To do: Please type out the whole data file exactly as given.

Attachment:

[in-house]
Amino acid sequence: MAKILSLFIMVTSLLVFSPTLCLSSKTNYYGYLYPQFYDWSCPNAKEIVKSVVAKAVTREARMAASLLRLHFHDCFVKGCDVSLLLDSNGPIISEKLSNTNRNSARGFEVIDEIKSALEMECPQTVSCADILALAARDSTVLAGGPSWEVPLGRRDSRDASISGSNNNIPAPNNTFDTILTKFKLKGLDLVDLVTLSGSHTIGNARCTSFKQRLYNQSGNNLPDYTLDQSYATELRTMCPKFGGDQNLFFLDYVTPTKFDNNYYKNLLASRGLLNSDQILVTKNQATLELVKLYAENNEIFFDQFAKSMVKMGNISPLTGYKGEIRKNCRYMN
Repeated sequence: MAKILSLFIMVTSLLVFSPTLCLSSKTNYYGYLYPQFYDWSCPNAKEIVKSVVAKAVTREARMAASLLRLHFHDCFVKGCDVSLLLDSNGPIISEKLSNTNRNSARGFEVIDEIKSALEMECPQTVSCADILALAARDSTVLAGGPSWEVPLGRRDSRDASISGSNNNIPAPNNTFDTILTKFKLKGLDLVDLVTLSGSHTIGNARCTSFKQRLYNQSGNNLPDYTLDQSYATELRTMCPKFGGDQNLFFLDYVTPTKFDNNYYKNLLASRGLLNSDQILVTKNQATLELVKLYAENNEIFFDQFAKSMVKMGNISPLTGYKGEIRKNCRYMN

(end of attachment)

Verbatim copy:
[in-house]
Amino acid sequence: MAKILSLFIMVTSLLVFSPTLCLSSKTNYYGYLYPQFYDWSCPNAKEIVKSVVAKAVTREARMAASLLRLHFHDCFVKGCDVSLLLDSNGPIISEKLSNTNRNSARGFEVIDEIKSALEMECPQTVSCADILALAARDSTVLAGGPSWEVPLGRRDSRDASISGSNNNIPAPNNTFDTILTKFKLKGLDLVDLVTLSGSHTIGNARCTSFKQRLYNQSGNNLPDYTLDQSYATELRTMCPKFGGDQNLFFLDYVTPTKFDNNYYKNLLASRGLLNSDQILVTKNQATLELVKLYAENNEIFFDQFAKSMVKMGNISPLTGYKGEIRKNCRYMN
Repeated sequence: MAKILSLFIMVTSLLVFSPTLCLSSKTNYYGYLYPQFYDWSCPNAKEIVKSVVAKAVTREARMAASLLRLHFHDCFVKGCDVSLLLDSNGPIISEKLSNTNRNSARGFEVIDEIKSALEMECPQTVSCADILALAARDSTVLAGGPSWEVPLGRRDSRDASISGSNNNIPAPNNTFDTILTKFKLKGLDLVDLVTLSGSHTIGNARCTSFKQRLYNQSGNNLPDYTLDQSYATELRTMCPKFGGDQNLFFLDYVTPTKFDNNYYKNLLASRGLLNSDQILVTKNQATLELVKLYAENNEIFFDQFAKSMVKMGNISPLTGYKGEIRKNCRYMN